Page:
I Don’t Like Cricket, I Hate It – the city-based T20 edition

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A semi-regular feature in which we ask Prince Prefab about cricket – even though he hates cricket. We are in bold. Prince Prefab is not.

We were talking about fat cricketers last time around. It was pointed out to us that the team that won this year’s T20 competition ‘likes a pint’. [At this point King Cricket shows Prince Prefab photographs of Northamptonshire’s Rory Kleinveldt and Richard Levi.]

They even have booze sponsorship.

They should run a campaign to get more fat kids into cricket.

“Like a McDonalds? Sweat when you climb the stairs? Out of breath after polishing your bannister? It doesn’t matter! Cricket: a sport for everyone – even you.”

There’s a feeling among some that what English cricket needs is a new Twenty20 competition where the teams are cities, not counties, and where there are fewer of them (eight cities instead of 18 counties). The thinking is that a lot of people don’t give a flying full toss about counties. They think having cities would bring in a new audience.

As a Lancastrian living in Manchester, what’s your take? Do you think they should have cities instead of counties? Would you personally be more interested in Manchester Mizzle than Lancashire Lightning?

It sounds like the first step to ‘footballising’ cricket and the one thing I could love about cricket is that it isn’t football. Cos you can bet your balls there would end up being two Manchester teams, two Liverpool teams, two Sheffield teams and we can all see where that would go: the wankers would get interested. This would feed into the cricketers who would wave their finger in a knowing way at the umpire when he made a decision they disagree with and nobody wants that.

So yes, it would probably bring in a new audience but is it an audience you want? Keep it county. Keep it sparse.

Well apparently as we speak, there’s been a vote and they’re going to do it. There won’t be two teams in each city though, just one – and only eight cities.

It’s a good point though. Round our way, childhood football support was defined by rivalries. You knew people who supported other clubs because City, United, Liverpool and Everton were all within legitimate supporting range. We can’t really see that you’d get that with this competition.

Leeds will presumably be Manchester’s bitter rivals, but we won’t know anyone who supports Leeds on account of the fact that we don’t live in Leeds.

As long as they don’t try and do what they are doing with snooker. Trying to make it snazzy. Cos it just ends up looking naff.

Although there is something delightful about Ding Junhui walking into the arena with Uptown Funk by Bruno Mars blasting out, only to be usurped by Rocket Ronnie’s genius entrance to Train’s Drops of Jupiter. In fact, cricketers probably have terrible taste in music too. They should each have a song of choice blasted when they score a century, bowl someone out etc.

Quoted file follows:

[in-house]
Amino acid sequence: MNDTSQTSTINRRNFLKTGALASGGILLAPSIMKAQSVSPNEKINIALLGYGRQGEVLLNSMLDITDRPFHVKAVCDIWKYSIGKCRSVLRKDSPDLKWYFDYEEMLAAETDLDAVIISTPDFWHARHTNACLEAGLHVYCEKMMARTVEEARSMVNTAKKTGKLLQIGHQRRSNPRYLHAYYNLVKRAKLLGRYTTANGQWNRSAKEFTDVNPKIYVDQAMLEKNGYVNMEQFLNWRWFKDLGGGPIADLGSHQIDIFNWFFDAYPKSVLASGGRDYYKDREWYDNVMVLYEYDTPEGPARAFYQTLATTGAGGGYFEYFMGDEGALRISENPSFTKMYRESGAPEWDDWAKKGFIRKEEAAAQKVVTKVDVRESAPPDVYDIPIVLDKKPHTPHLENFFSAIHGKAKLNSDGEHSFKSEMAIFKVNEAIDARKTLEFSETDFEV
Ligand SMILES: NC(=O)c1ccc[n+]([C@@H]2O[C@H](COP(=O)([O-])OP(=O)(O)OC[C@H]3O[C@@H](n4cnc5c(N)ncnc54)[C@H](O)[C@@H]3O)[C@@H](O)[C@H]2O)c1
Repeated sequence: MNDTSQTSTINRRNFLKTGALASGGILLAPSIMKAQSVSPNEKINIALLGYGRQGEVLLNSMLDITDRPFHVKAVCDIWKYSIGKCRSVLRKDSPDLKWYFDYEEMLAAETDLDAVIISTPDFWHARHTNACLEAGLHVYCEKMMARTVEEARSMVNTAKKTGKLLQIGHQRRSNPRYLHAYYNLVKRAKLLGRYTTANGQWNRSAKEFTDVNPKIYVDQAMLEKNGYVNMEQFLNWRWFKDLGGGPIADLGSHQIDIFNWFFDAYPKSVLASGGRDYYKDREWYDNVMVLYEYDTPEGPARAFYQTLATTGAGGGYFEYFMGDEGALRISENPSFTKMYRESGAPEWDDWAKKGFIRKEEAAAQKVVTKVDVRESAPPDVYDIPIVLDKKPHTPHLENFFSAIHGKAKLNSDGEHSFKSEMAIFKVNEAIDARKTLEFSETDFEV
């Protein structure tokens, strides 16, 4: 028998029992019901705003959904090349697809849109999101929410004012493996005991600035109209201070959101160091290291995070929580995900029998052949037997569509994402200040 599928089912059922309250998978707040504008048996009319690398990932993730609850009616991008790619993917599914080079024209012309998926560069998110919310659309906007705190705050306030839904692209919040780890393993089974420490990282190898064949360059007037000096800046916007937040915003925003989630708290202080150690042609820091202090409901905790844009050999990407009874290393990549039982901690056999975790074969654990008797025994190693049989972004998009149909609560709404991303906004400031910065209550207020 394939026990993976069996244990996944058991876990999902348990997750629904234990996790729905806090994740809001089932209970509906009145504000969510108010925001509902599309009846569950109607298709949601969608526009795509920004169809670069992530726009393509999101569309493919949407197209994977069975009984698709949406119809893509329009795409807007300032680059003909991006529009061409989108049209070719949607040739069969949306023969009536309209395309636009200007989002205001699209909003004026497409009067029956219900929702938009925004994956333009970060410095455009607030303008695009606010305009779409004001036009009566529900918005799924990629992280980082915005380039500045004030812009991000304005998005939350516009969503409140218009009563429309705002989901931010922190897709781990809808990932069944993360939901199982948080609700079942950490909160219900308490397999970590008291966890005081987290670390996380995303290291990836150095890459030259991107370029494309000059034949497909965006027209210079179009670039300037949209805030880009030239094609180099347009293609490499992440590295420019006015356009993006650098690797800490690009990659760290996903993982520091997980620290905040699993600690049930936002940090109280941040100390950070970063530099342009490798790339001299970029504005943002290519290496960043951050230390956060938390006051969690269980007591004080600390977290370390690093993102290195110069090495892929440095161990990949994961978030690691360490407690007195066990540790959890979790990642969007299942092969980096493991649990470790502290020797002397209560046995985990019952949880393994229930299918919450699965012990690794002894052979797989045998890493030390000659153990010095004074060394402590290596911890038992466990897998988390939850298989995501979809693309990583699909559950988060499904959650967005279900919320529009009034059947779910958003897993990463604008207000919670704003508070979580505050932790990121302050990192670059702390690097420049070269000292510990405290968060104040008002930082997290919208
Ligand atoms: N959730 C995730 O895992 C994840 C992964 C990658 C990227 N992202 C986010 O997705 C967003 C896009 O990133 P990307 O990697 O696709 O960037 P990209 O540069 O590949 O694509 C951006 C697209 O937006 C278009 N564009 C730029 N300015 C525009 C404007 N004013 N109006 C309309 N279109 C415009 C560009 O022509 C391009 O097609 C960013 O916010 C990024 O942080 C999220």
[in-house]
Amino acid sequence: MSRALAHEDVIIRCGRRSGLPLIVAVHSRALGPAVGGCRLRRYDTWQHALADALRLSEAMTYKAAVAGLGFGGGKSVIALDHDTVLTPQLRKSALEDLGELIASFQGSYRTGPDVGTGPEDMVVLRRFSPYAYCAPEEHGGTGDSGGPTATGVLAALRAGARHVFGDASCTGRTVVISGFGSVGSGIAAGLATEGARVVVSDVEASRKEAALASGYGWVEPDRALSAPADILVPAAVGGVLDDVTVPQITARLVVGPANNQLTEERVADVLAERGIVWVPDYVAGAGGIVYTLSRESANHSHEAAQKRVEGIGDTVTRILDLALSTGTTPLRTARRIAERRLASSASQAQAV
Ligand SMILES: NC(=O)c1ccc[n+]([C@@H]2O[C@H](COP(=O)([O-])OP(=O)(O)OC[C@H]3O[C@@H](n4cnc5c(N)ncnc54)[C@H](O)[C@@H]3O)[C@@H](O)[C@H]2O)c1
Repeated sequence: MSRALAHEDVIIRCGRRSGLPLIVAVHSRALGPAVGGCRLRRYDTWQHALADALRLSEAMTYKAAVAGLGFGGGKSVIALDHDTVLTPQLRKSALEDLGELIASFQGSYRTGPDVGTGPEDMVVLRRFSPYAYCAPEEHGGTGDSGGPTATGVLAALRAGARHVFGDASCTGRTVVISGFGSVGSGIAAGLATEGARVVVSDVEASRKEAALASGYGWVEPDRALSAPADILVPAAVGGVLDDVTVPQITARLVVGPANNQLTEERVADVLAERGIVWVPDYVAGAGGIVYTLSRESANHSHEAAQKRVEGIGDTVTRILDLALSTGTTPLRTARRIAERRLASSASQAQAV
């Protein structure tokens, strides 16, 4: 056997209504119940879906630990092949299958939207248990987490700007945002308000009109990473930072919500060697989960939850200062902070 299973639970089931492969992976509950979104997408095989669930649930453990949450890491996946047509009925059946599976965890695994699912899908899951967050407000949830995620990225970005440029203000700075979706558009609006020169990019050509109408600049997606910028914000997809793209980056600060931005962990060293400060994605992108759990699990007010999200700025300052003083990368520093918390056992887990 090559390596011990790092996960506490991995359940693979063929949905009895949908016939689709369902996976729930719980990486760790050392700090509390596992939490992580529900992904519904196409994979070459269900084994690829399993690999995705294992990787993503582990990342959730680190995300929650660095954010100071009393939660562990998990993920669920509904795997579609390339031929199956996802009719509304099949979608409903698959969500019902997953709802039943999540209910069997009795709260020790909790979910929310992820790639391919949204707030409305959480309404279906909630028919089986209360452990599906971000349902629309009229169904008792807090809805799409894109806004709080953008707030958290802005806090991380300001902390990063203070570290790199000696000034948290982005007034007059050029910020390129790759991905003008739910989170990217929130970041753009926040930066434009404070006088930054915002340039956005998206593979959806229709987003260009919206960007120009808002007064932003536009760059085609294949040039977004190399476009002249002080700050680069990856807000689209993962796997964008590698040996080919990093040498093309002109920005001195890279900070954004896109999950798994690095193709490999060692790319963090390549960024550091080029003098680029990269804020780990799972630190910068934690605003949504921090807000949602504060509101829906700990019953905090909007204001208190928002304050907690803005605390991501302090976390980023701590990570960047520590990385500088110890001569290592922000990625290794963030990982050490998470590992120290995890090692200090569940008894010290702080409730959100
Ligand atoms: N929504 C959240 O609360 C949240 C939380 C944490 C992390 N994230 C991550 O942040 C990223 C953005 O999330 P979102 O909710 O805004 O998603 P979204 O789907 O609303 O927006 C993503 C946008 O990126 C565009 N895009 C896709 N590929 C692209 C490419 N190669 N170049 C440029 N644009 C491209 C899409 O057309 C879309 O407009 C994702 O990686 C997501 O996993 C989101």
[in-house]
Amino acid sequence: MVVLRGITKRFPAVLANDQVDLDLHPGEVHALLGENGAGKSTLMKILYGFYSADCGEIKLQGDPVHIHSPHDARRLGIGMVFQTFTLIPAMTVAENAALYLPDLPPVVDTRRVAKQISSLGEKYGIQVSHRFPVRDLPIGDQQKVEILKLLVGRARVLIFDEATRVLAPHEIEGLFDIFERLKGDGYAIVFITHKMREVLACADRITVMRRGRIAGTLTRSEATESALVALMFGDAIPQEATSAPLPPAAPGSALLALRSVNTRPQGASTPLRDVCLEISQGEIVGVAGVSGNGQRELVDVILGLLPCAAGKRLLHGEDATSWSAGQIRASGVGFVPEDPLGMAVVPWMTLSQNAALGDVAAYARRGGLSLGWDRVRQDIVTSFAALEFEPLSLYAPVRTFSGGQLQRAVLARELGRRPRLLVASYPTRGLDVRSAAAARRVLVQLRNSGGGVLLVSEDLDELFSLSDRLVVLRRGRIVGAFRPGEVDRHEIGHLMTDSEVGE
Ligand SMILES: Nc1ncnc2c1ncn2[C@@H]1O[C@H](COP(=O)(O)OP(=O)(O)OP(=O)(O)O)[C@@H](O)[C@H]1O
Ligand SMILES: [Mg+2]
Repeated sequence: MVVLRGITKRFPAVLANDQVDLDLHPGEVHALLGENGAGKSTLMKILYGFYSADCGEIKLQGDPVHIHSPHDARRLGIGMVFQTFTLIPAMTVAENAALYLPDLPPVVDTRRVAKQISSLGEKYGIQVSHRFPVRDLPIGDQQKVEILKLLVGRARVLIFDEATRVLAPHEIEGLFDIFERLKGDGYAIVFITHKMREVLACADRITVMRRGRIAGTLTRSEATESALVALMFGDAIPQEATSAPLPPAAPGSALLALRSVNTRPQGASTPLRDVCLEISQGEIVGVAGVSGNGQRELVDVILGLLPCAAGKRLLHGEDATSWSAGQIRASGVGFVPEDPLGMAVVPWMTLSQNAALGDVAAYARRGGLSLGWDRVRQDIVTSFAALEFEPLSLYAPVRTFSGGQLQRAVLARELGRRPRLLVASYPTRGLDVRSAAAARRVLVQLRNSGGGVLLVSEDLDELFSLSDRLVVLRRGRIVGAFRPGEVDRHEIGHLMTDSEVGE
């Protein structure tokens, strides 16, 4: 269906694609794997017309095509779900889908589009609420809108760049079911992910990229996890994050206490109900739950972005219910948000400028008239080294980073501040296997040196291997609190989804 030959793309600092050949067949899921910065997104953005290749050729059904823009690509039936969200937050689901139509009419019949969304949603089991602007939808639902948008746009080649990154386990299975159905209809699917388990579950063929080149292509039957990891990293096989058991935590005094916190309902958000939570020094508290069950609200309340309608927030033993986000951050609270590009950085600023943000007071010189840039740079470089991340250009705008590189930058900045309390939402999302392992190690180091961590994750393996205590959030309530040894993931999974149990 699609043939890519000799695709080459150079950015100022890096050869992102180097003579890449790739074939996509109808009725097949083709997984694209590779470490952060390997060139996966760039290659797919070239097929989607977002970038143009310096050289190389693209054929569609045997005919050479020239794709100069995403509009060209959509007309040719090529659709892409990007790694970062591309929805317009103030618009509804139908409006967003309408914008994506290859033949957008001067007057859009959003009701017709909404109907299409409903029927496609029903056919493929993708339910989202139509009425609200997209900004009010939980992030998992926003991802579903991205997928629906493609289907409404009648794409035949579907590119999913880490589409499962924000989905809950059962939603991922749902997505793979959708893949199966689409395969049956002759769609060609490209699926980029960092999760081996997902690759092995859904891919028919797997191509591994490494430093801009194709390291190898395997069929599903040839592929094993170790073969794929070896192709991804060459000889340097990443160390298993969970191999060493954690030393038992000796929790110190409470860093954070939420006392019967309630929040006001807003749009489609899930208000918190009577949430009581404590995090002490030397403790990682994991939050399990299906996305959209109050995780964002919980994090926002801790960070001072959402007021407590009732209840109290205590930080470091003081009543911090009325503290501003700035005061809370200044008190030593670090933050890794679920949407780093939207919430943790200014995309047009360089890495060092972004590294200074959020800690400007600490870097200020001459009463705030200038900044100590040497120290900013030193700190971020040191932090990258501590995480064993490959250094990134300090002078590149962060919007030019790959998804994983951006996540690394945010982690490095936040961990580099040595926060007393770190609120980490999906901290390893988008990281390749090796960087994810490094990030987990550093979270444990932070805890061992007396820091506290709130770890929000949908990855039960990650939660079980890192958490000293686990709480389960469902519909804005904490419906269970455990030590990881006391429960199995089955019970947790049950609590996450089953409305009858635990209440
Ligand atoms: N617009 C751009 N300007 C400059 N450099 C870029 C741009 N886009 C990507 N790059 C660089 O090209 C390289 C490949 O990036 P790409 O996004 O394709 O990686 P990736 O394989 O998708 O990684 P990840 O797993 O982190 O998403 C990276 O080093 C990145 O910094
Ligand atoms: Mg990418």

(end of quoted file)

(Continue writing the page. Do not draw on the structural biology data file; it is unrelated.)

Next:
Sorry, I’ve gone off track.

They do play music when a batsman walks out. Dunno whether they get to choose what it is though.

The new city thing’ll definitely be a snazzification exercise though. We sort of imagine it falling between two stools: the Full Snazz stool of the Indian Premier League – which is all napalm marketing, fireworks and cheerleaders – and the Village Fete stool that is county cricket grasping at the threads of modernity without ever quite catching hold of them.

The latter’s probably best exemplified by the mascot race on T20 Finals Day when a load of people dressed in giant foam animal costumes belt round an obstacle course in between cricket matches.

I was raised that the only extra excitement allowed at a cricket match other than the cricket should be a bottle of coke (with a straw!) and a bag of salt and vinegar chipsticks.

But maybe the problem is the sport? If they need all this snazz?

Well, obvious goading aside, there’s truth in that. Test cricket in particular is not exactly plug-and-play, easy to use straight out of the box. You need to study the instructions first – and who honestly wants to do that?

The idea with T20 and the city franchise tournament is that it’s sort of ‘My First Cricket Format’ – easier to sell to more people in itself, and perhaps also a route to the grown-up version.

I’m not sure they’re going about it the right way. As someone who doesn’t currently watch cricket I’m more likely to be drawn to Test cricket and the history and complications and nuances of that than a load of lads in yellow jumpsuits running out to Mr Boombastic and wellying a ball as hard as they can with cheerleaders shaking pompoms every time something happens.

Well you say that, but Test cricket hasn’t entrapped you in its vicelike grip just yet, has it? So maybe they’re thinking why not give Mr Boombastic a whirl.

Yes, I should have been clearer. I like the idea of Test cricket more. Still probably never go.

Only ‘probably’. That’s tantamount to an invitation. [Checks 2017 fixture list.]